This concern doesn’t seem to be hampering San Francisco’s thriving restaurant scene. Gwyneth Borden, executive director of the Golden Gate Restaurant Association, a trade association that represents San Francisco restaurants, says the city has the highest number of restaurants per capita of any city in the country. Currently it has one more Michelin star restaurant than New York, giving it the most of any metropolitan area.
Part of what makes San Francisco cuisine so exciting is the diversity. “There’s demand for produce items that there isn’t anywhere else,” says Butch Hill, senior manager for Shasta Produce, one of the Bay Area’s largest wholesale produce distributors. “It’s one of the areas where many things are popular and widely used.”
“The other thing besides the diversity of cuisine is the seasonality, which is interesting for farmers and people in the produce industry,” says Borden. “Restaurants really do change their menus to respond to seasonal crops and foods that are available. Many restaurants change their menus daily depending on what they find at farmers markets. That’s fascinating because it’s more common as opposed to being an exception.”
Markets And Wholesalers
Much of the produce that flows in and out of the Bay Area goes through the region’s produce markets. The San Francisco Wholesale Produce Market was founded in 1963 and is home to about 30 businesses that sell primarily in a B2B model. It sits on 25 acres and has 400,000 square feet of warehouse space, including a new 84,000 square foot building that opened in 2016.
In 2013, the market entered a new 60-year ground lease with the City of San Francisco, which has been a foundational partner since the market started, says general manager Janis. Thanks to the certainty provided by the lease, the organization has embarked on a $96 million, multi-year renovation project that will upgrade infrastructure and expand the facilities.
“The most important asset for the market is the merchant community,” says Janis. “It’s been stable for years. These are companies that add a lot of value to their customer base as well as their farm partners that are selling to them.”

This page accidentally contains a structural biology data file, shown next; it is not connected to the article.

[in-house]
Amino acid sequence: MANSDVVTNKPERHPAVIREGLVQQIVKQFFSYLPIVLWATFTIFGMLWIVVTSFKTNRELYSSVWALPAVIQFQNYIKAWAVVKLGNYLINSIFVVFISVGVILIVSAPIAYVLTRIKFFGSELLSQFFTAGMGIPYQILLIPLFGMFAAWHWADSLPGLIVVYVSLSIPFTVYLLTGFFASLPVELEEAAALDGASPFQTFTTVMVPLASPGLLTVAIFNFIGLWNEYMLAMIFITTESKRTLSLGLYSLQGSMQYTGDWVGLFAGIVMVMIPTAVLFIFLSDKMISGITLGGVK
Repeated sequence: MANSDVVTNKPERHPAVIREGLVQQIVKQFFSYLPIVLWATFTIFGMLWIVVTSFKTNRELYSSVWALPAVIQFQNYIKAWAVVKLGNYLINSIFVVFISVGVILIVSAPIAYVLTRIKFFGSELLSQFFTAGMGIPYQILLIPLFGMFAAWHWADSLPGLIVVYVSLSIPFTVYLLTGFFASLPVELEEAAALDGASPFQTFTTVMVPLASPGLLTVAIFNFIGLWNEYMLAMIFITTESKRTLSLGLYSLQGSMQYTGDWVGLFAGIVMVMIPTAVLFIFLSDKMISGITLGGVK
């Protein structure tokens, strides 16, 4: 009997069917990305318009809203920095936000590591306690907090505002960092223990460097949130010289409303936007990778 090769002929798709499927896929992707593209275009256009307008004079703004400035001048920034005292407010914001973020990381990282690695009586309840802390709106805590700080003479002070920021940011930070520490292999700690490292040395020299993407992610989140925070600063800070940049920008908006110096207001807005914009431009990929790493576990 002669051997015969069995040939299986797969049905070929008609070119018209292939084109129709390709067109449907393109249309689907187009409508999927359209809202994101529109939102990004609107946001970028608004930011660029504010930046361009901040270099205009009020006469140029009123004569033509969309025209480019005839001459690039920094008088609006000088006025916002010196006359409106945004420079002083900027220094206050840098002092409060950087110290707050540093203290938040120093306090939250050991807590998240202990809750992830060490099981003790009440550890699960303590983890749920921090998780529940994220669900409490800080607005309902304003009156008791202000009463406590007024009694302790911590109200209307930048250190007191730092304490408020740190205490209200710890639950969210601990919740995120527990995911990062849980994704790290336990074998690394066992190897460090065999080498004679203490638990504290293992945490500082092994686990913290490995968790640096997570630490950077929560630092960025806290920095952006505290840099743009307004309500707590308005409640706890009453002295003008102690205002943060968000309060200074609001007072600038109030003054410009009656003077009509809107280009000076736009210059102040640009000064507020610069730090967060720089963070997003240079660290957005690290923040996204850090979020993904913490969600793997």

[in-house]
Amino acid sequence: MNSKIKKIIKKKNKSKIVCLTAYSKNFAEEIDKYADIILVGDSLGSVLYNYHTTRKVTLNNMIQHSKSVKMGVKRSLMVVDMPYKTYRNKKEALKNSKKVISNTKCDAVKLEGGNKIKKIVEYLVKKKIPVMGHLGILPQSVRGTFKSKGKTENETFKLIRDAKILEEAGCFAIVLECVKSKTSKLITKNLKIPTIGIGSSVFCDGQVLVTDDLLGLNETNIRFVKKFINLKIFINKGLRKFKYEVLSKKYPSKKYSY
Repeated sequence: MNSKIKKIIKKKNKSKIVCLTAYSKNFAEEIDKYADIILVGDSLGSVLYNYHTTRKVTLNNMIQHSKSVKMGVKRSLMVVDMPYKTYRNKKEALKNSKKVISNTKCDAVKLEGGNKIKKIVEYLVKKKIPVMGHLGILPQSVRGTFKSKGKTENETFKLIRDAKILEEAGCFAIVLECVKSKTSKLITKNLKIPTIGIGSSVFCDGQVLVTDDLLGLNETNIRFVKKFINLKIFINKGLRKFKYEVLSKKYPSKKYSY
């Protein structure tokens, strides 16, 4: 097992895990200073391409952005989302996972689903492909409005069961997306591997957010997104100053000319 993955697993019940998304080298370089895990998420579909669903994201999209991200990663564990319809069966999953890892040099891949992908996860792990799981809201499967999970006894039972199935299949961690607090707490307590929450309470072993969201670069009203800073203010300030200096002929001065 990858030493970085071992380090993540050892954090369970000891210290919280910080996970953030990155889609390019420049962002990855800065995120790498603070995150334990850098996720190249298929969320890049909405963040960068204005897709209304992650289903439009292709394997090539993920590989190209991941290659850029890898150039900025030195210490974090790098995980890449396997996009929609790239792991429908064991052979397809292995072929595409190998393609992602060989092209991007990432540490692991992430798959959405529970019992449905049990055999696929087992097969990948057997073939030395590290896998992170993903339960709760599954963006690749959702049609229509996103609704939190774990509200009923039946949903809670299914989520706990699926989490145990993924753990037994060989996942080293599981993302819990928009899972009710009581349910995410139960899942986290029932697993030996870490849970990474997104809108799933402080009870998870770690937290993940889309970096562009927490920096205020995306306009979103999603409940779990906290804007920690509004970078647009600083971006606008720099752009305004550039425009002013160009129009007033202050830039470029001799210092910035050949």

Stanley Produce Company has been at the San Francisco Wholesale Produce Market since it opened. The company was founded in 1941 and was originally a mushroom distributor. It now carries about 1,000 products. “We do a lot of specialties,” says Stanley A. Corriea Jr., president and chief executive. “We were the first people to import Belgian endive on the West Coast. We were the first people to import radicchio.”
The company occupies three market stalls, which gives it about 18,000 square feet. “We’re fortunate because we moved a year ago in December and built a facility from the ground up,” says Corriea. It includes updated technology such as refrigerators with sensor-activated doors that keep the temperature at a consistent 38 degrees.
The quality of produce available to California wholesalers really sets them apart from their competitors. “We’re very fortunate in our area because it has the best produce in the world,” says Corriea. “We see stuff on the market that comes in on a daily basis. If you go to any kind of store, even the bigger stores, it goes through a distribution center and it’s three or four days later that it hits the market. That’s why the terminal markets will always have a place.”
The Golden Gate Wholesale Produce Market in South San Francisco is another popular wholesale market in the region. TM Summit is one of the facility’s 27 vendors. Melkonian’s business occupies about 15,000 square feet. He emphasizes the variety of products available from California farmers when discussing what sets the region apart from others in the country. “There’s always something different going on as far as produce. I cook for hobby, so I have fun walking around and seeing what’s on the market and taking a lot of that produce home and experimenting with it.”
Kevin Sommerfeld, owner of Banner Fruit Company, another Golden Gate Wholesale Produce Market vendor, says Bay Area residents are highly focused on buying local produce whenever possible. “We have Mexican asparagus right now, but as soon as the California pops in people will stop buying Mexican because they want California.” Banner Fruit Company is a third generation-run company that occupies two stalls in the market.
Having a clientele that goes out of its way to seek fresh, local produce provides plusses and minuses from local wholesalers. Although it generally means good business, Sommerfeld says making yourself stand out is hard. “It’s very competitive out here. Relationships with customers, along with making sure you have the right product at the right price, definitely goes a long way.”